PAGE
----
Full-text · Article · May 2012 · Evidence-based Complementary and Alternative Medicine
[Show abstract][Hide abstract] ABSTRACT: Inosine is a purine nucleoside and is considered protective to neural cells including neurons and astrocytes against hypoxic injury. However, whether oligodendrocytes (OLs) could also be protected from hypoxia by inosine is not known. Here we investigated the effects of inosine on primarily cultured rat OLs injured by rotenone-mediated chemical hypoxia, and the mechanisms of the effects using ATP assay, MTT assay, PI-Hoechst staining, TUNEL, and immunocytochemistry. Results showed that rotenone exposure for 24 h caused cell death and impaired viability in both immature and mature OLs, while pretreatment of 10 mM inosine 30 min before rotenone administration significantly reduced cell death and improved the viability of OLs. The same concentration of inosine given 120 min after rotenone exposure also improved viability of injured mature OLs. Immunocytochemistry for nitrotyrosine and cellular ATP content examination indicated that inosine may protect OLs by providing ATP and scavenging peroxynitrite for cells. In addition, immature OLs were more susceptible to hypoxia than mature OLs; and at the similar degree of injury, inosine protected immature and mature OLs differently. Quantitative real-time PCR revealed that expression of adenosine receptors was different between these two stages of OLs. These data suggest that inosine protect OLs from hypoxic injury as an antioxidant and ATP provider, and the protective effects of inosine on OLs vary with cell differentiation, possibly due to the adenosine receptors expression profile. As OLs form myelin in the central nervous system, inosine could be used as a promising drug to treat demyelination-involved disorders.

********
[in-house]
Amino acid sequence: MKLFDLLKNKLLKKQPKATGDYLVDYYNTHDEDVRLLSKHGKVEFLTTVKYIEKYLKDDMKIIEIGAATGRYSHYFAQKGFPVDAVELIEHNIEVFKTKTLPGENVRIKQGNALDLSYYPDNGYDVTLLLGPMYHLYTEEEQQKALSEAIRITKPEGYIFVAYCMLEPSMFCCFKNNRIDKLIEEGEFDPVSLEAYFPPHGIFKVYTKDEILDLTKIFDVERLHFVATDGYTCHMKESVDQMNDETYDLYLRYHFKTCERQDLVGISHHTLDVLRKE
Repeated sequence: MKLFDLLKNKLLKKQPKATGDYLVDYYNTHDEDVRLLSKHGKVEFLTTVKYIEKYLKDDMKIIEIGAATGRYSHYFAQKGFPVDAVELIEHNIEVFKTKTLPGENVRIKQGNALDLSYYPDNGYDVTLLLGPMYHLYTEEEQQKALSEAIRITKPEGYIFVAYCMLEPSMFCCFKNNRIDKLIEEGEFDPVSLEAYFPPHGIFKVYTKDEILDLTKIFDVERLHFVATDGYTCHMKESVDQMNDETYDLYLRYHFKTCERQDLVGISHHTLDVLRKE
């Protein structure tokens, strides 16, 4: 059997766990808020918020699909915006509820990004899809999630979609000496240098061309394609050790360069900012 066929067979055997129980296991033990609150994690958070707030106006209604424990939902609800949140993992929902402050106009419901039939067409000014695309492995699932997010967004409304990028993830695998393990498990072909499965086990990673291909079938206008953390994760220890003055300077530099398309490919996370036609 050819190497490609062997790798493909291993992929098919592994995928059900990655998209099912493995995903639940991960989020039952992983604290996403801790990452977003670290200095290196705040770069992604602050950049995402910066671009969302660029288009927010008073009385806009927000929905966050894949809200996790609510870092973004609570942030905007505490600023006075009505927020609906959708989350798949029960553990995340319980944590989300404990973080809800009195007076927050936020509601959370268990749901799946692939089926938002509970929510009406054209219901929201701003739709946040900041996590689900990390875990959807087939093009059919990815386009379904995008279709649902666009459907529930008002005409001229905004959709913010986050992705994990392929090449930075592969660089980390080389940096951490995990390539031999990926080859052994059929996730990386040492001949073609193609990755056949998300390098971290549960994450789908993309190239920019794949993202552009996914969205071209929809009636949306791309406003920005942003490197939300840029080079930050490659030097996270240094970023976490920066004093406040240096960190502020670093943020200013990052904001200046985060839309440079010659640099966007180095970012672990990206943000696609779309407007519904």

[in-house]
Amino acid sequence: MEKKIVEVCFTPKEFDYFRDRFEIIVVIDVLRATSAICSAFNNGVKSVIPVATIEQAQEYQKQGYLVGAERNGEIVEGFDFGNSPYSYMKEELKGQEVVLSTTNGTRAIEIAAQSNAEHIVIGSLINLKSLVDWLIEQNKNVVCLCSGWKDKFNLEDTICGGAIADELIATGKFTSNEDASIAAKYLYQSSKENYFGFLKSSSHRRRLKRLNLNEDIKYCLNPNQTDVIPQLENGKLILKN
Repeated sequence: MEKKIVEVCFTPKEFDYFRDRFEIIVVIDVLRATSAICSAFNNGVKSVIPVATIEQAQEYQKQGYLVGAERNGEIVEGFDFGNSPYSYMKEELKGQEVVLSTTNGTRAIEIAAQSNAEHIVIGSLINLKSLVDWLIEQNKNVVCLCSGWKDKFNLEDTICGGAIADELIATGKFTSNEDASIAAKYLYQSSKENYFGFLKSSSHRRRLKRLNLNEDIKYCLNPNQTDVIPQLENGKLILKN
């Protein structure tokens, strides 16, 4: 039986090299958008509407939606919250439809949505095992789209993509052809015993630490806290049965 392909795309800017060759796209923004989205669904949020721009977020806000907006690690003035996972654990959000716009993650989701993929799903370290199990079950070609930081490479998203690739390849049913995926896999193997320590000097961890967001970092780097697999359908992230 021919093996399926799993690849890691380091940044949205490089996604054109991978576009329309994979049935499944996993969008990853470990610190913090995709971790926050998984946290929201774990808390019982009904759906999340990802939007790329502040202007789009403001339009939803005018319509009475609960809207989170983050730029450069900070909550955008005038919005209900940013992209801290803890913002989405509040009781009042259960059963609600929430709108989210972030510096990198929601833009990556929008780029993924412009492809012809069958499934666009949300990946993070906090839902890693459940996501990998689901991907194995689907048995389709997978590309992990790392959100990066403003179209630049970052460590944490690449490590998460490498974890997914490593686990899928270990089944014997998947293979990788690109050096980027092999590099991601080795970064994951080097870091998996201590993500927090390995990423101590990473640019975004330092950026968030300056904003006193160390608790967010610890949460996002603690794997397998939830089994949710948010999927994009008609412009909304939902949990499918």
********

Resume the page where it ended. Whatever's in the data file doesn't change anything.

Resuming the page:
No preview · Article · Jun 2011 · Cellular and Molecular Neurobiology
[Show abstract][Hide abstract] ABSTRACT: Shu-Xue-Tong (SXT) is a traditional Chinese drug widely used to ameliorate stagnation of blood flow, such as brain or myocardial infarction. Whether SXT may have therapeutic value for spinal cord injury (SCI), during which ischemia plays an important role in its pathology, remains to be elucidated. We hypothesized that SXT may promote SCI healing by improving spinal cord blood flow (SCBF), and a study was thus designed to explore this possibility. Twenty-five male Sprague-Dawley rats were used. SCI was induced by compression, and SXT was administrated 24 h postinjury for 14 successive days. The effects of SXT were assessed by means of laser-Doppler flowmetry, motor functional analysis (open-field walking and footprint analysis), and histological analysis (hematoxylin-eosin and thionin staining and NeuN immunohistochemistry). SXT significantly promoted SCBF of the contused spinal cord and enhanced the recovery of motor function. Histological analysis indicated that the lesion size was reduced, the pathological changes were ameliorated, and more neurons were preserved. Based on these results we conclude that SXT can effectively improve SCI.
Full-text · Article · Jan 2011 · Evidence-based Complementary and Alternative Medicine